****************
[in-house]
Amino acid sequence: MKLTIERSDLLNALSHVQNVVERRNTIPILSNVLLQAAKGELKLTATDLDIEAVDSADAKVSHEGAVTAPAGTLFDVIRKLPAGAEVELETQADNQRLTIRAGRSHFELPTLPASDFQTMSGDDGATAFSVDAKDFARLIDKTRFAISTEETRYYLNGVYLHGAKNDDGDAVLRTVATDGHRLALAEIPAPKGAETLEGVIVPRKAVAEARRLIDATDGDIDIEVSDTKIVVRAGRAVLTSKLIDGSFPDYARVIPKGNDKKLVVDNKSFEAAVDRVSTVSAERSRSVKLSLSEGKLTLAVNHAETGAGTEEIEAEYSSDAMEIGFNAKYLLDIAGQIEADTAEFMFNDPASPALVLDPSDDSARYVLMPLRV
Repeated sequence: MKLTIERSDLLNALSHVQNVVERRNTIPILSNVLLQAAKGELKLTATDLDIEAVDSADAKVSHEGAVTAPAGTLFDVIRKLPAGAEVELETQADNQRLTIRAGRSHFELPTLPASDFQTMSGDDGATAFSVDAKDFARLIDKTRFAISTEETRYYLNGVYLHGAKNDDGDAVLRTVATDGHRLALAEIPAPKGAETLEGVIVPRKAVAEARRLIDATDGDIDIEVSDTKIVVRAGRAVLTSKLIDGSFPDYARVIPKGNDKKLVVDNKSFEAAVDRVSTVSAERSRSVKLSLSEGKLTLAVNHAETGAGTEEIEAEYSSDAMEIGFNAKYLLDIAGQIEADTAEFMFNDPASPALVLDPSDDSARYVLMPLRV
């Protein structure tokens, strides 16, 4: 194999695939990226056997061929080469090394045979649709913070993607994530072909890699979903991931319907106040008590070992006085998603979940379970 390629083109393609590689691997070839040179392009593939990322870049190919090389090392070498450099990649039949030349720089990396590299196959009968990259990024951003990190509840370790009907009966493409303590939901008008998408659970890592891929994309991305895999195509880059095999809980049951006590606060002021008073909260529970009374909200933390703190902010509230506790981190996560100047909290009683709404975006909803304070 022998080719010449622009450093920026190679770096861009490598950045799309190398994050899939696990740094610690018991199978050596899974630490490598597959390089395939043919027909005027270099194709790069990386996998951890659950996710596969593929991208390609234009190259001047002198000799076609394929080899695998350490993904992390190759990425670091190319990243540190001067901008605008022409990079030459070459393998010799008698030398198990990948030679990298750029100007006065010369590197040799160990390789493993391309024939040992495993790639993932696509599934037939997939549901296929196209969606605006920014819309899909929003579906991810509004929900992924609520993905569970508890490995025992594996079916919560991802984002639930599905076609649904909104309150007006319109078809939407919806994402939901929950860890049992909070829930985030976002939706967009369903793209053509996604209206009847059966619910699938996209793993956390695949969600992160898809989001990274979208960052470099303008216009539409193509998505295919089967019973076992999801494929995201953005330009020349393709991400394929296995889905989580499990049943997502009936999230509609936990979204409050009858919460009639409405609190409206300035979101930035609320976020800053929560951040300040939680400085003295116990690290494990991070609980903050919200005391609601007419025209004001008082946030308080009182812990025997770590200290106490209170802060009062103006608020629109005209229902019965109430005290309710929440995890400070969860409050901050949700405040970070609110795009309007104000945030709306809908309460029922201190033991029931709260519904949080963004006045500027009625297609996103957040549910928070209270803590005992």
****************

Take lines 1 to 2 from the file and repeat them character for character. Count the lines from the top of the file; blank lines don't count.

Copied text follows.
[in-house]
Amino acid sequence: MKLTIERSDLLNALSHVQNVVERRNTIPILSNVLLQAAKGELKLTATDLDIEAVDSADAKVSHEGAVTAPAGTLFDVIRKLPAGAEVELETQADNQRLTIRAGRSHFELPTLPASDFQTMSGDDGATAFSVDAKDFARLIDKTRFAISTEETRYYLNGVYLHGAKNDDGDAVLRTVATDGHRLALAEIPAPKGAETLEGVIVPRKAVAEARRLIDATDGDIDIEVSDTKIVVRAGRAVLTSKLIDGSFPDYARVIPKGNDKKLVVDNKSFEAAVDRVSTVSAERSRSVKLSLSEGKLTLAVNHAETGAGTEEIEAEYSSDAMEIGFNAKYLLDIAGQIEADTAEFMFNDPASPALVLDPSDDSARYVLMPLRV